Vindolanda includes 3D movies, a holographic classroom, and three galleries to help bring the Roman era to life. The museum, built on the Magna Roman Fort site, is near one of the best-preserved sections of Hadrian’s Wall in the world. The museum is now open seven days a week, Monday through Friday, from 10 am to 5 pm Adult entrance is £9.25 and children’s ticket costs £5.50.
See Hadrian’s Wall at Brunton Turret
Brunton Turret is another English Heritage site, located about a quarter-mile south of the Hamlet of Low Brunton on the A6079, near Chesters Roman Fort. It’s one of the few remaining turret components on the Wall, 2.5 meters tall. It was built by soldiers from the Twentieth Legion, who was also in charge of the Wall’s construction. A 70-yard-long piece of Hadrian’s Wall with one of the best-preserved towers along the wall. Brunton Turret, built by Twentieth Legion troops, is a landmark on the battlefield.
English Heritage oversees Brunton Turret. It is open as a free historical attraction. The turret is open for visits every day of the year.
Top Things to See and Do at Hadrian’s Wall
Hadrian’s Wall is one of the most stunning ancient monuments in the United Kingdom and I think that Hadrian’s Wall should be seen by everyone! Even if the structure is just a shell of its former glory, it is nonetheless impressive, and for me, a must-see in Northumberland.
Take a Walk – a short walk along Hadrian’s Wall
The BEST way to see Hadrian’s Wall is to take a short walk along it. It’s even better with a local guide to explain the history and really bring it to life. This EASY two hour walk is a fabulous, but short explainer, and a great way to get into the park. It often sells out, so you’ll want to book your tickets early.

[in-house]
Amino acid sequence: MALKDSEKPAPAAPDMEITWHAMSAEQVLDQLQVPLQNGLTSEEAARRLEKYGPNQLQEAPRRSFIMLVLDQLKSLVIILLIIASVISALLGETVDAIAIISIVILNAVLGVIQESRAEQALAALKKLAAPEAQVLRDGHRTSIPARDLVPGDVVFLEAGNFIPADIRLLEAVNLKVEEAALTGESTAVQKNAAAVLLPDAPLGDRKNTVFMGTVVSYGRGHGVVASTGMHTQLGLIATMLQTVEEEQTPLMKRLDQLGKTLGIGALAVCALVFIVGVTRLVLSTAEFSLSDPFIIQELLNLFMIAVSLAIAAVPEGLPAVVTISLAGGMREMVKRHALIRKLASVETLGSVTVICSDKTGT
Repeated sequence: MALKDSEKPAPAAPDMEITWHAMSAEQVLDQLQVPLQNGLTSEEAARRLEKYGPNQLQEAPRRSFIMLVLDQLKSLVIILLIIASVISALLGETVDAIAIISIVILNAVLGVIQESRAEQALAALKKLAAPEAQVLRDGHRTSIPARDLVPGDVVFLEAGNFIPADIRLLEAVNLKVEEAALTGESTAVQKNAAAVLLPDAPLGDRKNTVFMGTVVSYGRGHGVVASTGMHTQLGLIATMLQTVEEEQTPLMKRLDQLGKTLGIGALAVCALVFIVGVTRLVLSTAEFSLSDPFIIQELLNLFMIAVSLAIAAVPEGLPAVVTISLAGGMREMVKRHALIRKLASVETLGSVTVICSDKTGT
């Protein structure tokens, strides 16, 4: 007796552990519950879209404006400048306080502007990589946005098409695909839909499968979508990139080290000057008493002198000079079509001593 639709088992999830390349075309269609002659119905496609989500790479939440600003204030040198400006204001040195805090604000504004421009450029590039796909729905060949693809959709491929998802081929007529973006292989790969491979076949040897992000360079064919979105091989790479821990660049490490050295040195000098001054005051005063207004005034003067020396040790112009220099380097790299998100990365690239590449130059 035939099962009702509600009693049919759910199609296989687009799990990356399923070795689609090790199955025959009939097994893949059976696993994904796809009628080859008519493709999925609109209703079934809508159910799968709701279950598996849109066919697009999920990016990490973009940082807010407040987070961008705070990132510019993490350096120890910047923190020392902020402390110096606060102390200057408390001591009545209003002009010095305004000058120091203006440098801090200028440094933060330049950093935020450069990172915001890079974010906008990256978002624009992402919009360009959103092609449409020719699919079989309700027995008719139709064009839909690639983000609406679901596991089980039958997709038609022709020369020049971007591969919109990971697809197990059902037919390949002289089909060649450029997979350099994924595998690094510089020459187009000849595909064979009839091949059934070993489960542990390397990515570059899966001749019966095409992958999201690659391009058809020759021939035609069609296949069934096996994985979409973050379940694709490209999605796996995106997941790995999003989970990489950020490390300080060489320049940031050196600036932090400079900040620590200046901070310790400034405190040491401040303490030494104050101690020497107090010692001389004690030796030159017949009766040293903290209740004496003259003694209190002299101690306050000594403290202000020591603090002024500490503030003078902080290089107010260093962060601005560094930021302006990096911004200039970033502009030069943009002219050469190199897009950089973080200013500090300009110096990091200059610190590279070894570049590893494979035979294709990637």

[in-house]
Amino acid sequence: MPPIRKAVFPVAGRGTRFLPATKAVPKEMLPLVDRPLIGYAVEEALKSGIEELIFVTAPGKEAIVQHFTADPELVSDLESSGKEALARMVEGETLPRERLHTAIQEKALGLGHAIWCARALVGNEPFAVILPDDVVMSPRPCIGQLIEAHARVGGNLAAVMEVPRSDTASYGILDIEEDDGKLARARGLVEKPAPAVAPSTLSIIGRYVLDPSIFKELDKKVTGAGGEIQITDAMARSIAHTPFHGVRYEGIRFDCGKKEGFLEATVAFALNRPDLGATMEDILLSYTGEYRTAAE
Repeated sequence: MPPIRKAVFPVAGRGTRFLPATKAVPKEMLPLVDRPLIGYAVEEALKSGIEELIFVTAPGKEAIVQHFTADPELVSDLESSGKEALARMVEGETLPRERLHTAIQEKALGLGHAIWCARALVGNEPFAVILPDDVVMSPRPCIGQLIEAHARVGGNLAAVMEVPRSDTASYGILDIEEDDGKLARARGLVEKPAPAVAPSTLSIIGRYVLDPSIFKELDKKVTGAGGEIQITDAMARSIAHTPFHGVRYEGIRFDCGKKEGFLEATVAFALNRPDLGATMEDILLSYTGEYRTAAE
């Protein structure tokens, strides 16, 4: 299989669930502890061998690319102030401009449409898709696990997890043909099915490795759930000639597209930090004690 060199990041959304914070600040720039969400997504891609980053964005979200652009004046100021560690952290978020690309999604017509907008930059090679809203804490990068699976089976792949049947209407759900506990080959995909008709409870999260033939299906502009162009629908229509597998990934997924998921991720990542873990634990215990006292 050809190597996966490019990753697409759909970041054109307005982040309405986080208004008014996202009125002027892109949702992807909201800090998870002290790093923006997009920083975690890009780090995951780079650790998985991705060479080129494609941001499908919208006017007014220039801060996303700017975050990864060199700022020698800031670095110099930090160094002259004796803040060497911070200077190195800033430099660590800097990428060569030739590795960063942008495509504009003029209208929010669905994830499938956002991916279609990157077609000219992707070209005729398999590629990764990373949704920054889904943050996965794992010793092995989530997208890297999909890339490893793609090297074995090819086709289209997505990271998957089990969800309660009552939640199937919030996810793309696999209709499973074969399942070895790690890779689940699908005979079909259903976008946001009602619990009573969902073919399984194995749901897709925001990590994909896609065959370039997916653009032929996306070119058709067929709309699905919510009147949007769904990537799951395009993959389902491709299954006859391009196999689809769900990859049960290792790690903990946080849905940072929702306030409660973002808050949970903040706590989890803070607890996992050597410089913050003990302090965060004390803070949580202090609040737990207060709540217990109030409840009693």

The Birdoswald Trail on Hadrian’s Wall
Birdoswald is home to the longest intact section of Hadrian’s Wall and substantial remains of a Roman fortress. The museum includes a full-scale model of the Wall and a fascinating presentation of both the fort’s history and the surrounding terrain. While walking or cycling the Hadrian’s Wall National Trail, there’s a tea room here where you can rest your weary legs and take in the scenery.
Housesteads Roman Trail on Hadrian’s Wall
The central section of Hadrian’s Wall features some of the most breathtaking vistas of the whole 73-mile route of the wall. A long stretch of Roman turrets, the massive milecastle at Cawfields, and a remarkable collection of Roman antiquities at Housesteads Roman Fort highlight this walk, which takes you through some of the quietest areas of Northumberland National Park. Explore the barracks and the hospital on your own. Take in the spectacular panoramic views of this UNESCO World Heritage Site and its surroundings from the medieval fortress’s antique public Roman toilets. The interactive museum, run by English Heritage, showcases objects formerly possessed by Roman warriors. The mini-cinema will transport you to ancient Rome.